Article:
DLA Piper Survey: 70 Percent Stay Bearish for the Upcoming Year

The results of DLA Piper's fifth State of the Market Survey showed that 70 percent of the top executives within the real estate industry -- CEOs, CFOs, COOs and other senior positions -- are bearish overall on the economy.

October 4, 2011
By Nicholas Ziegler, News Editor

There’s an old saying: If all the world’s economists were put end-to-end, they’d never reach a conclusion. While that’s usually the case, after the results of DLA Piper’s fifth State of the Market Survey, many of the top executives within the real estate industry – CEOs, CFOs, COOs and other senior positions – at least share the same bearish outlook.

The results of the survey, being released today at the international law firm’s 10th global real estate summit in Chicago, are somewhat unified. A full 70 percent – nearly 200 of 280 respondents – are bearish in their 12-month outlook for both the U.S. and the global financial markets. It’s not hard to see why, after we’ve weathered solvency concerns in in Europe, a gridlock in Washington, D.C., under the gloom of a budget impasse and continued low employment numbers, why many market professionals might not have the most rose-colored outlook.

Nearly 44 percent those bearish 197 respondents saw the economy’s main problem as jobs, or, more specifically, the lack of jobs. “The market is waiting and watching to see where the volatility shakes out,” one perspective stated. “This is a more difficult time in predicting the future than 2008 because it could go either way.”

And the DLA Piper survey from that same year – “by coincidence, right at the same time as the Lehman Brothers collapse,” Jay Epstien, chair of the U.S. practice for DLA, said – was even more glum, with 90 percent of respondents that year claiming the economy was heading in a bad direction. Turns out they were right, but where does the bottom lie?

“The results were a bit more pessimistic than I would have estimated,” Epstien told Commercial Property Executive. “I think they were influenced by late August and early September. If it went out in July, I think it would have been 50-50 [bearish to bullish].”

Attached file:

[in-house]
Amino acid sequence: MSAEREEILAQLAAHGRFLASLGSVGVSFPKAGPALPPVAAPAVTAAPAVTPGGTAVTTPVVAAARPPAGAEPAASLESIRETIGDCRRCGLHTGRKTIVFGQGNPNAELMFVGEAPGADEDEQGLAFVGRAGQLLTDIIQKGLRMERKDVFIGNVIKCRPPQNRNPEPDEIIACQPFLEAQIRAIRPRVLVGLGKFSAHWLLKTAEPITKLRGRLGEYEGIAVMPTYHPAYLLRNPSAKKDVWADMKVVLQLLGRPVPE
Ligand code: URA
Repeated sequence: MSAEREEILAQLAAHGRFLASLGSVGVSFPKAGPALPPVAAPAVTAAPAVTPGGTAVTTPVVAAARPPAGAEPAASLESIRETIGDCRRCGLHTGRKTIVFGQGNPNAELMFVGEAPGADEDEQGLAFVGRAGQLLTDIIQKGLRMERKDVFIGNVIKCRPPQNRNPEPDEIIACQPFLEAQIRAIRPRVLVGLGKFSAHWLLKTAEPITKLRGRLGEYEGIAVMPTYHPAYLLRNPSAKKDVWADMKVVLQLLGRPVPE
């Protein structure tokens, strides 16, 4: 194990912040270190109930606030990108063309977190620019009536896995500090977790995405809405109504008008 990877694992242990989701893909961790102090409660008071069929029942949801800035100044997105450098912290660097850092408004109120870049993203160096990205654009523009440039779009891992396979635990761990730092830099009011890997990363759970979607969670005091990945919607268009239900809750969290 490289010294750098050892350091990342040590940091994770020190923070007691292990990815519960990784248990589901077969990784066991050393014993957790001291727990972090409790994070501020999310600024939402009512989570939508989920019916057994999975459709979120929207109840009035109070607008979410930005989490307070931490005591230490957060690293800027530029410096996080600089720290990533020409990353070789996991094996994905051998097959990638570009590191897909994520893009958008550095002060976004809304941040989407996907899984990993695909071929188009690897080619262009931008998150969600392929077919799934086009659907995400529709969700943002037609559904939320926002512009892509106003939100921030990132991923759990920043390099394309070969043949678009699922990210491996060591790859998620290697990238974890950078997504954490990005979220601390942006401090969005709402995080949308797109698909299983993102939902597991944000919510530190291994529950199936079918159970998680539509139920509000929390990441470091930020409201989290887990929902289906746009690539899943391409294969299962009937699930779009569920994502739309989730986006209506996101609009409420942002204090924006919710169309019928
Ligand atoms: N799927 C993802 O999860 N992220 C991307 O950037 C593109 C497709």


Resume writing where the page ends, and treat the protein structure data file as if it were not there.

The market certainly took a negative turn towards the end of the summer, whereas previously it has been coasting towards a recovery with low interest rates and pockets of strong real estate markets, most notably in New York City and Washington, D.C. But, as those bearish respondents who cited “lack of jobs” as the main problem, employment numbers bring uncertainty into the market.

“While I don’t think one jobs report can tell the whole picture,” Epstien said, “but jobs are a major part of why we sit where we are. If we continue in a jobless recovery, that slows the ability of real estate markets to get a sense of normalcy.”

That normalcy is going to play a major role in moving forward. If the commercial real estate market is self-correcting enough and, if the 32 of 83 respondents – nearly 39 percent – who are confident in a bullish outlook are correct, we’re going to be looking at a good number of investment opportunities caused by that market correction.

But many respondents also see little action ahead, either in terms of interest-rate changes or in cap-rate fluctuation, because 74 percent and 67 percent, respectively, saw “no significant change” in those metrics.

Another significant agreement between the survey takers was on the topic of international markets. For the second survey in a row, the top three countries most attractive to foreign investment were, from positions one to three, Brazil, China and India. “Brazil coming out on top is a result of everything we’ve seen in the last 12 months,” Epstien said. “It’s hosting the World Cup [in 2014] and the Olympics [in 2016]. It’s an economy that is very strong and it’s a country that, to people in the States, appears to be very stable.”

Respondents were also aware of the fast trajectory of the CMBS market in the beginning of 2011. By the end of June, there had been more than $20 billion pumped through CMBS lenders and the sector looked to be gaining steam. “But then the market adjusted,” Epstien said. “Now, people are thinking that CMBS might not be as strong,” he said of the survey’s results: 47.5 percent of respondents think CMBS will do between $25 and $30 billion by year’s end, and 45.5 percent think the volume will reach between $30 and $40 billion.

To read more on the DLA Piper conference in Chicago, visit the Global Conference Summit website.

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